Expert Insight: How do Luxury Brands Recover? Make the Customer Experience King

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Expert Insight: How do Luxury Brands Recover? Make the Customer Experience King

By Leni Battaglia, Greg Parks, and Melissa Rodriguez - 07/01/2020

The global impact of the COVID-19 pandemic has dominated 2020, with luxury brand retailers taking a particularly hard hit. Now as those retailers transition from survival of mandatory closures to a slow reopening, they are forced to balance legal compliance with customer comfort.

For months, customers were told to stay away from stores, to fear public places. Convincing both customers and employees that it is safe to return will be as important as following the legal requirements. Luckily for luxury retailers, the customer experience has always a key part of their business models.

So what will that new customer experience look like? As movement is limited throughout the country and internationally, some early research suggests luxury brand retailers may focus more on e-commerce and the online shopping experience. That will be an important part of their business as slow tourism will continue to decrease spending trends at brick-and-mortar locations. This is particularly true for luxury brands, which get significant revenue from tourist spending, and it is unclear when tourism will return to pre-pandemic levels.

For shoppers that are choosing to remain at home and shop online, retailers should consider the expansion of virtual services, such as personal shopping or styling, to help bring the experience of individualized assistance to online buyers. Employees (such as sales consultants) may be able to provide such services for clients by phone, messaging platforms, or even video calls.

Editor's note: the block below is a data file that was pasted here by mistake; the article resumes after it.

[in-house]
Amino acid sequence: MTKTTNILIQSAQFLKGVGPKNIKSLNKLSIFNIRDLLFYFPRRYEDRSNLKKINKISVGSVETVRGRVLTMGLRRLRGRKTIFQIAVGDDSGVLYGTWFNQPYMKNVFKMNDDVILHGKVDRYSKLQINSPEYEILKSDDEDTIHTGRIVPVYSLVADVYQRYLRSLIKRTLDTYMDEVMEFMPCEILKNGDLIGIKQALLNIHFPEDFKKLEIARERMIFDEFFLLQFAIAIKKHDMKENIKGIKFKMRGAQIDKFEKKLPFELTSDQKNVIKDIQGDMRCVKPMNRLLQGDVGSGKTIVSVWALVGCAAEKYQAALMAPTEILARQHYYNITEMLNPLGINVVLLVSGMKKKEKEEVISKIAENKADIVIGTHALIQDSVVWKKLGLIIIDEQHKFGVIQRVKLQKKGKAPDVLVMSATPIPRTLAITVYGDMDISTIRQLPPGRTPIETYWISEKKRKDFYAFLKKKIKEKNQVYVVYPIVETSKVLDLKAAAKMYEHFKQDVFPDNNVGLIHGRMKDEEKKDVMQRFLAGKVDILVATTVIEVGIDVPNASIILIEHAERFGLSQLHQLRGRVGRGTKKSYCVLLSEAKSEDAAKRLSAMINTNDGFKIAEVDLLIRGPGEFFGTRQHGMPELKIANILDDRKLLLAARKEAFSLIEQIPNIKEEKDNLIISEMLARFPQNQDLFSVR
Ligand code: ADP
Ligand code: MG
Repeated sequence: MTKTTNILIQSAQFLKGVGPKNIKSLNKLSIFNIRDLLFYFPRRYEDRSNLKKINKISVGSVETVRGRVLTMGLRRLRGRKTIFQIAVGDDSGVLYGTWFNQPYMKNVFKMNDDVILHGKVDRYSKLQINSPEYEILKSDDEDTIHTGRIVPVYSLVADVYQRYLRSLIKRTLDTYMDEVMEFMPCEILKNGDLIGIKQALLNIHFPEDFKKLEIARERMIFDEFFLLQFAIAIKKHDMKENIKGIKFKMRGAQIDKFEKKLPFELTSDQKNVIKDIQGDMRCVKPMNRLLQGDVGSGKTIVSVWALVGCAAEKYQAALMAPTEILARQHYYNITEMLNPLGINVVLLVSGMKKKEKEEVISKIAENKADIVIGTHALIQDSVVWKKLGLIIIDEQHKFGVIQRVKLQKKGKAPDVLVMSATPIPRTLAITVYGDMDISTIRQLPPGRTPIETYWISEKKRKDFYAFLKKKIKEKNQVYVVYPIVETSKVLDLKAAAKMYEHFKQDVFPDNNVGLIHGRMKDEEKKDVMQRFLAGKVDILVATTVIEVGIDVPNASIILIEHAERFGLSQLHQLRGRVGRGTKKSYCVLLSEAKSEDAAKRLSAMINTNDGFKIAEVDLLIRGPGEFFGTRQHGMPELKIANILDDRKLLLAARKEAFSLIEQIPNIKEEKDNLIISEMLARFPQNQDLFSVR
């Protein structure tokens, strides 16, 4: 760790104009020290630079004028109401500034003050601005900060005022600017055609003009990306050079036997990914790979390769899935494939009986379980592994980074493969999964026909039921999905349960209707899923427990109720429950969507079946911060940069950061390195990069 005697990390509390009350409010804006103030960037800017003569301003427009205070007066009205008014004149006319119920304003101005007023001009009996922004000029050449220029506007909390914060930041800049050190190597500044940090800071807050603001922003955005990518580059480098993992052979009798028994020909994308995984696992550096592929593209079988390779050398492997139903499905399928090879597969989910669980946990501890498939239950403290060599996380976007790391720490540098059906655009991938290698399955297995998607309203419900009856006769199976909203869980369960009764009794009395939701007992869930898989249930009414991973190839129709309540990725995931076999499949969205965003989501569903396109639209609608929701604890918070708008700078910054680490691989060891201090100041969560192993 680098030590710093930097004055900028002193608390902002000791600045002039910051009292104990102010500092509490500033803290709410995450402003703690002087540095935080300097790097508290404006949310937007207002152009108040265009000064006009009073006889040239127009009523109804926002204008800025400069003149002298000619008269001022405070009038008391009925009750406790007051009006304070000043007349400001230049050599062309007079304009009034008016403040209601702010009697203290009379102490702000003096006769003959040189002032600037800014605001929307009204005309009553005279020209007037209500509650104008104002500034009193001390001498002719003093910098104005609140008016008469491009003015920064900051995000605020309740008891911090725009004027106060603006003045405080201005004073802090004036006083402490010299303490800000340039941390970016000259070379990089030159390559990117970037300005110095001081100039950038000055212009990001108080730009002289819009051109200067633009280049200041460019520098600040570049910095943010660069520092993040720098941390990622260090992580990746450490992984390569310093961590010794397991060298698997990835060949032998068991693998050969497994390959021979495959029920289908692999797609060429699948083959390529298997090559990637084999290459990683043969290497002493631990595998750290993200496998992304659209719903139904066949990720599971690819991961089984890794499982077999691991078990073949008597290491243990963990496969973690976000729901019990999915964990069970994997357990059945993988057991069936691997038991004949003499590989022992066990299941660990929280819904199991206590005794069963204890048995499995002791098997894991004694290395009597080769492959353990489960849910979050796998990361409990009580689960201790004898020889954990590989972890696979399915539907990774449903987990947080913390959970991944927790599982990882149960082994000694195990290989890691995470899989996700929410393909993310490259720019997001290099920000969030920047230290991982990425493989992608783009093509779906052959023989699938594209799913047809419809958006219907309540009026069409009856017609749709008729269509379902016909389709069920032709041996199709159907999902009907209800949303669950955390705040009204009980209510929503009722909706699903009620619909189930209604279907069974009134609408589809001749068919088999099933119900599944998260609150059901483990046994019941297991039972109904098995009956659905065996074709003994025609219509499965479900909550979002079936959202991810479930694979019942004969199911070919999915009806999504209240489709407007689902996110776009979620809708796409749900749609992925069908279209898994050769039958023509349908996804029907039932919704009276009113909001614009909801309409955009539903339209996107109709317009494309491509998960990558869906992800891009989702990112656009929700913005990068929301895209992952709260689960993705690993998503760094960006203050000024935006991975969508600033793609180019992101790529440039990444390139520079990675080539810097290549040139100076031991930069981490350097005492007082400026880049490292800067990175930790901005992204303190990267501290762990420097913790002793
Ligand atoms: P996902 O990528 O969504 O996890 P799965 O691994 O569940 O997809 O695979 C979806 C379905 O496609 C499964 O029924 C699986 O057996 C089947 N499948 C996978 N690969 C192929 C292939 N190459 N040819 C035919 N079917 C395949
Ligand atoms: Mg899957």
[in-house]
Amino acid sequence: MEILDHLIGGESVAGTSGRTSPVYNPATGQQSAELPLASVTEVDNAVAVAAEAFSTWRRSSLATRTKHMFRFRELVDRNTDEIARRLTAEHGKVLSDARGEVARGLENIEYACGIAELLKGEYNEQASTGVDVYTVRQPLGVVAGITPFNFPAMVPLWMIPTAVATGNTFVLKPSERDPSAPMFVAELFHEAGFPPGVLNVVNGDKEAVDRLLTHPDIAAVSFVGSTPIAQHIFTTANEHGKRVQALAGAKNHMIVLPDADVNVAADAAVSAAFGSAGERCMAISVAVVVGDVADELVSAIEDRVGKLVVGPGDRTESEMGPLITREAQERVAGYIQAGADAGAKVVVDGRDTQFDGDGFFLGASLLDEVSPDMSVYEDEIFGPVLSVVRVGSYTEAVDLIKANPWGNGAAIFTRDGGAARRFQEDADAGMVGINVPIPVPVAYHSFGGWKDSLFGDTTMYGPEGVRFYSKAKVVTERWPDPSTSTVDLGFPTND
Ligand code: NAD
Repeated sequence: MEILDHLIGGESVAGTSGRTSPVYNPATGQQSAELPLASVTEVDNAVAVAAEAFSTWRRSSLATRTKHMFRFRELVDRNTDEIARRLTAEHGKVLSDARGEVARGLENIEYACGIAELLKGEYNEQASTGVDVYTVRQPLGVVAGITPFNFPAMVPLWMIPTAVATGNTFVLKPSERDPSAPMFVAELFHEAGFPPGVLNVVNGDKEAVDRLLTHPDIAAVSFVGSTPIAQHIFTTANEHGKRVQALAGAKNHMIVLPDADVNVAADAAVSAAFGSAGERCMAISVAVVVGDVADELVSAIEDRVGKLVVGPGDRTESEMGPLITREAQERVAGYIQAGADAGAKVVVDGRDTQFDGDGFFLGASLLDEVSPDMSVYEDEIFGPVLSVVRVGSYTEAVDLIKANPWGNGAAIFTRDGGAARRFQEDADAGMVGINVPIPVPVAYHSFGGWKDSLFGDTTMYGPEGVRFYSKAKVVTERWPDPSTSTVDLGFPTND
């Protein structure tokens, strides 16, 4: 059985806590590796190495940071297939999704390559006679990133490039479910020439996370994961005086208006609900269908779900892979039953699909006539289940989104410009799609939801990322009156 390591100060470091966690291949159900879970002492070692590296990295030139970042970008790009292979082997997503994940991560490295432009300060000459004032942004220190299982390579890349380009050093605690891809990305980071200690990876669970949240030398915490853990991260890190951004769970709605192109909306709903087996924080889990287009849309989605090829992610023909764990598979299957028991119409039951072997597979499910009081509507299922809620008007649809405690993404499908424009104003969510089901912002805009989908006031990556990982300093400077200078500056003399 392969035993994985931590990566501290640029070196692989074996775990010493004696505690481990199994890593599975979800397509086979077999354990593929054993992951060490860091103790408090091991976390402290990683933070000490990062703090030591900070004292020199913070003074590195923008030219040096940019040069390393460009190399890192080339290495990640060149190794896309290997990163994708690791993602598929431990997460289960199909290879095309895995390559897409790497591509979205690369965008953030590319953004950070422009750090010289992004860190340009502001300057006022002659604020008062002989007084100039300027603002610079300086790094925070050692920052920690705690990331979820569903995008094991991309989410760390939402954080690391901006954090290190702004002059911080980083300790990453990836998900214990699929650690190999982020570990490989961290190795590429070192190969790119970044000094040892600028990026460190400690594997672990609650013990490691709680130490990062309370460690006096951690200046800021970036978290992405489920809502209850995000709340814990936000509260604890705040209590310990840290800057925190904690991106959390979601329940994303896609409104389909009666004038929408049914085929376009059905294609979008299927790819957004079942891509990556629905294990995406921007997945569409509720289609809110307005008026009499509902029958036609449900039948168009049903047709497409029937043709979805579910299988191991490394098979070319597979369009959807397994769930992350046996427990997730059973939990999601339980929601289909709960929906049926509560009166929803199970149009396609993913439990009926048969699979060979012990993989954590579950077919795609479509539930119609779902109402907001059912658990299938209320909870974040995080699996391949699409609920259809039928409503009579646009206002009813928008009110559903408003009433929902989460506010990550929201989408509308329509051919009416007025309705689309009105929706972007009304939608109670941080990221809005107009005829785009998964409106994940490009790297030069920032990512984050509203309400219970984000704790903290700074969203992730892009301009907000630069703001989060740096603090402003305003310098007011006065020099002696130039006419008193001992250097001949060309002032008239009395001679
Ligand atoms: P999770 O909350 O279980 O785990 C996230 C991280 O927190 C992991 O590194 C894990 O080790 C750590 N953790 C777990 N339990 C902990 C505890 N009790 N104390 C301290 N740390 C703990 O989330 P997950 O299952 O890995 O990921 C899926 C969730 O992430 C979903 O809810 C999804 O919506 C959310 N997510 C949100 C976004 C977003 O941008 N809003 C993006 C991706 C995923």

Retailers should review employment policies, such as wage-and-hour requirements, prior to assigning employees to this work, especially if the employees will be completing the work remotely. And companies will need to make sure their websites are accessible to all customers, including those with disabilities.

For those customers coming back to the stores, some retailers may continue personal shopping and curbside pickup. Some jurisdictions, such as California and New York, have detailed requirements and guidance for curbside/outside pickups, and have or will be allowing customers in stores in limited capacities. 

Even where a jurisdiction does not enumerate curbside/outside pickup requirements, retailers should follow best practices, including using bins to transfer ordered merchandise to customers or have staff place items directly in a customer’s car; attaching receipts to purchased packages or bags; using contactless payment systems or prepayment options; and not allowing customers to enter the store. 

Others may prefer to go appointment-only for in-store shopping or to capitalize on outdoor space like their parking lots to move some of the retail experience under tents. Still, others may require personal protective equipment (PPE) to be worn in the stories – either to comply with state and local orders or to promote safety. All stores that take this route will need proper and prominent signage and should consider providing extra PPE for customers that did not bring their own. Some luxury retailers have started making their own branded PPE and masks and, when economically feasible, provided those to customers and to employees.

We can expect social distancing to be implemented everywhere from manufacturing to corporate offices to design floors to the retail stores. Reduced store hours will give more time for cleaning and employee rest. 

In fact, very few retailers will operate on the same hours they did before the pandemic. Luxury consumers will be more focused than ever public information related to company operations and press coverage of safety standards.